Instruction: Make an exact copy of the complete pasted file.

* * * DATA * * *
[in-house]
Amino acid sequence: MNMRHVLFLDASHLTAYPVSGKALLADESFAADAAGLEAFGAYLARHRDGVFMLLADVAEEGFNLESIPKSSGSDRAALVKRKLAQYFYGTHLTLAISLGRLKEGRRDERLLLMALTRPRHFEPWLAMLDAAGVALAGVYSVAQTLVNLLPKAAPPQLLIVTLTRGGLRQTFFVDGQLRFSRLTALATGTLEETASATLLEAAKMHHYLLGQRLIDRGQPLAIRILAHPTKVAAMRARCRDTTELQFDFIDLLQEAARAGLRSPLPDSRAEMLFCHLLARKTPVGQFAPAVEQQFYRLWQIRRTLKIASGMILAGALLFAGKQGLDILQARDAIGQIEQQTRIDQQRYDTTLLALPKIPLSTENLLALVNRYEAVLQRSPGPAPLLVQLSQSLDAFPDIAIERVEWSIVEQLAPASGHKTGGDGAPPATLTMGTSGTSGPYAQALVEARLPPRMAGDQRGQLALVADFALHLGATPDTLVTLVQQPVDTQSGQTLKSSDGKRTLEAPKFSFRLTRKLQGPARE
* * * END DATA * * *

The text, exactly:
[in-house]
Amino acid sequence: MNMRHVLFLDASHLTAYPVSGKALLADESFAADAAGLEAFGAYLARHRDGVFMLLADVAEEGFNLESIPKSSGSDRAALVKRKLAQYFYGTHLTLAISLGRLKEGRRDERLLLMALTRPRHFEPWLAMLDAAGVALAGVYSVAQTLVNLLPKAAPPQLLIVTLTRGGLRQTFFVDGQLRFSRLTALATGTLEETASATLLEAAKMHHYLLGQRLIDRGQPLAIRILAHPTKVAAMRARCRDTTELQFDFIDLLQEAARAGLRSPLPDSRAEMLFCHLLARKTPVGQFAPAVEQQFYRLWQIRRTLKIASGMILAGALLFAGKQGLDILQARDAIGQIEQQTRIDQQRYDTTLLALPKIPLSTENLLALVNRYEAVLQRSPGPAPLLVQLSQSLDAFPDIAIERVEWSIVEQLAPASGHKTGGDGAPPATLTMGTSGTSGPYAQALVEARLPPRMAGDQRGQLALVADFALHLGATPDTLVTLVQQPVDTQSGQTLKSSDGKRTLEAPKFSFRLTRKLQGPARE